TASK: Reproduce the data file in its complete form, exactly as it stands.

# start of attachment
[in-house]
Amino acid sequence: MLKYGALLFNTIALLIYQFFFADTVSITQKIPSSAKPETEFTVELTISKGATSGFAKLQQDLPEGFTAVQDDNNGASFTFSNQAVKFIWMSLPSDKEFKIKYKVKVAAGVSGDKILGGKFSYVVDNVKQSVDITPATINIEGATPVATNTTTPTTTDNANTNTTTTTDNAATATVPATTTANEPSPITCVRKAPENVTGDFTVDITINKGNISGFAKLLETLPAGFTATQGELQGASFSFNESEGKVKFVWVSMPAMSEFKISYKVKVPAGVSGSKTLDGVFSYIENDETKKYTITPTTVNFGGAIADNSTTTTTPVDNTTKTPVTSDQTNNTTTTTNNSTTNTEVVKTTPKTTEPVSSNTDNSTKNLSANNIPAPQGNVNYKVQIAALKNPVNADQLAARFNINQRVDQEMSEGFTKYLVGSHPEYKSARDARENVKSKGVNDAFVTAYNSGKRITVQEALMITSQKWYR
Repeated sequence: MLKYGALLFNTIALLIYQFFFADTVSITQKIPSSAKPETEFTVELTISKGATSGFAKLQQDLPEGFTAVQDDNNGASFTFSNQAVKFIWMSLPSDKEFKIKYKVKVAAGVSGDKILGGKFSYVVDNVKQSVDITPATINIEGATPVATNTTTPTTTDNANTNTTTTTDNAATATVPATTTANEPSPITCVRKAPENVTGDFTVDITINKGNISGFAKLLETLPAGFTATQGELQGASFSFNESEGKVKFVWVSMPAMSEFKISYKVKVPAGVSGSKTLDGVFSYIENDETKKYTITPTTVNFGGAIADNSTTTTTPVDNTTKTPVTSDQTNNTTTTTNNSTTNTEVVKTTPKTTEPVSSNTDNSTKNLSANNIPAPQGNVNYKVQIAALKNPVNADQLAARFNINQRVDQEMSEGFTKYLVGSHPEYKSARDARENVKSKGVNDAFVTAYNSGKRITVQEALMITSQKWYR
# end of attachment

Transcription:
[in-house]
Amino acid sequence: MLKYGALLFNTIALLIYQFFFADTVSITQKIPSSAKPETEFTVELTISKGATSGFAKLQQDLPEGFTAVQDDNNGASFTFSNQAVKFIWMSLPSDKEFKIKYKVKVAAGVSGDKILGGKFSYVVDNVKQSVDITPATINIEGATPVATNTTTPTTTDNANTNTTTTTDNAATATVPATTTANEPSPITCVRKAPENVTGDFTVDITINKGNISGFAKLLETLPAGFTATQGELQGASFSFNESEGKVKFVWVSMPAMSEFKISYKVKVPAGVSGSKTLDGVFSYIENDETKKYTITPTTVNFGGAIADNSTTTTTPVDNTTKTPVTSDQTNNTTTTTNNSTTNTEVVKTTPKTTEPVSSNTDNSTKNLSANNIPAPQGNVNYKVQIAALKNPVNADQLAARFNINQRVDQEMSEGFTKYLVGSHPEYKSARDARENVKSKGVNDAFVTAYNSGKRITVQEALMITSQKWYR
Repeated sequence: MLKYGALLFNTIALLIYQFFFADTVSITQKIPSSAKPETEFTVELTISKGATSGFAKLQQDLPEGFTAVQDDNNGASFTFSNQAVKFIWMSLPSDKEFKIKYKVKVAAGVSGDKILGGKFSYVVDNVKQSVDITPATINIEGATPVATNTTTPTTTDNANTNTTTTTDNAATATVPATTTANEPSPITCVRKAPENVTGDFTVDITINKGNISGFAKLLETLPAGFTATQGELQGASFSFNESEGKVKFVWVSMPAMSEFKISYKVKVPAGVSGSKTLDGVFSYIENDETKKYTITPTTVNFGGAIADNSTTTTTPVDNTTKTPVTSDQTNNTTTTTNNSTTNTEVVKTTPKTTEPVSSNTDNSTKNLSANNIPAPQGNVNYKVQIAALKNPVNADQLAARFNINQRVDQEMSEGFTKYLVGSHPEYKSARDARENVKSKGVNDAFVTAYNSGKRITVQEALMITSQKWYR